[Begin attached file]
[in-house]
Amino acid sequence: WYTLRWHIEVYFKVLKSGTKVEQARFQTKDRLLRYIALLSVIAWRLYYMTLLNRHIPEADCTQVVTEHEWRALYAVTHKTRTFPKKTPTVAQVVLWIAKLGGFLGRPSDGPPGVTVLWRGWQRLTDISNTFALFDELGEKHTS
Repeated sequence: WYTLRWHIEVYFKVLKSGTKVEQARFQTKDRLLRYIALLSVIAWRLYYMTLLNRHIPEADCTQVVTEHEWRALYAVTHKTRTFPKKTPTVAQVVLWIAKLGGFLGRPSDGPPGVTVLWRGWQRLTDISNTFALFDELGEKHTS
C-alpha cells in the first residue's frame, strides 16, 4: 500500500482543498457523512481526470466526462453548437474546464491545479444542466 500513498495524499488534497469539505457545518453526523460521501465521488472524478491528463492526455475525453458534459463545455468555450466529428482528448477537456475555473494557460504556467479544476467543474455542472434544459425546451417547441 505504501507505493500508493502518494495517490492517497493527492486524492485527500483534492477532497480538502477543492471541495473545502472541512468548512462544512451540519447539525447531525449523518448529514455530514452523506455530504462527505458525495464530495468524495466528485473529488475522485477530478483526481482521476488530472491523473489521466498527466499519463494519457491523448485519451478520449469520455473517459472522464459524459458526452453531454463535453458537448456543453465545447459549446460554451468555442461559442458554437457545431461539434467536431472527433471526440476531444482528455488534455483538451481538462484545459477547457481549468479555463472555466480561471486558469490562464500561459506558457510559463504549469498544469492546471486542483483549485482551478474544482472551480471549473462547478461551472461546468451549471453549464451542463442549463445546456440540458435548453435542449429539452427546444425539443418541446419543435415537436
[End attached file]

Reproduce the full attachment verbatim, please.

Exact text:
[in-house]
Amino acid sequence: WYTLRWHIEVYFKVLKSGTKVEQARFQTKDRLLRYIALLSVIAWRLYYMTLLNRHIPEADCTQVVTEHEWRALYAVTHKTRTFPKKTPTVAQVVLWIAKLGGFLGRPSDGPPGVTVLWRGWQRLTDISNTFALFDELGEKHTS
Repeated sequence: WYTLRWHIEVYFKVLKSGTKVEQARFQTKDRLLRYIALLSVIAWRLYYMTLLNRHIPEADCTQVVTEHEWRALYAVTHKTRTFPKKTPTVAQVVLWIAKLGGFLGRPSDGPPGVTVLWRGWQRLTDISNTFALFDELGEKHTS
C-alpha cells in the first residue's frame, strides 16, 4: 500500500482543498457523512481526470466526462453548437474546464491545479444542466 500513498495524499488534497469539505457545518453526523460521501465521488472524478491528463492526455475525453458534459463545455468555450466529428482528448477537456475555473494557460504556467479544476467543474455542472434544459425546451417547441 505504501507505493500508493502518494495517490492517497493527492486524492485527500483534492477532497480538502477543492471541495473545502472541512468548512462544512451540519447539525447531525449523518448529514455530514452523506455530504462527505458525495464530495468524495466528485473529488475522485477530478483526481482521476488530472491523473489521466498527466499519463494519457491523448485519451478520449469520455473517459472522464459524459458526452453531454463535453458537448456543453465545447459549446460554451468555442461559442458554437457545431461539434467536431472527433471526440476531444482528455488534455483538451481538462484545459477547457481549468479555463472555466480561471486558469490562464500561459506558457510559463504549469498544469492546471486542483483549485482551478474544482472551480471549473462547478461551472461546468451549471453549464451542463442549463445546456440540458435548453435542449429539452427546444425539443418541446419543435415537436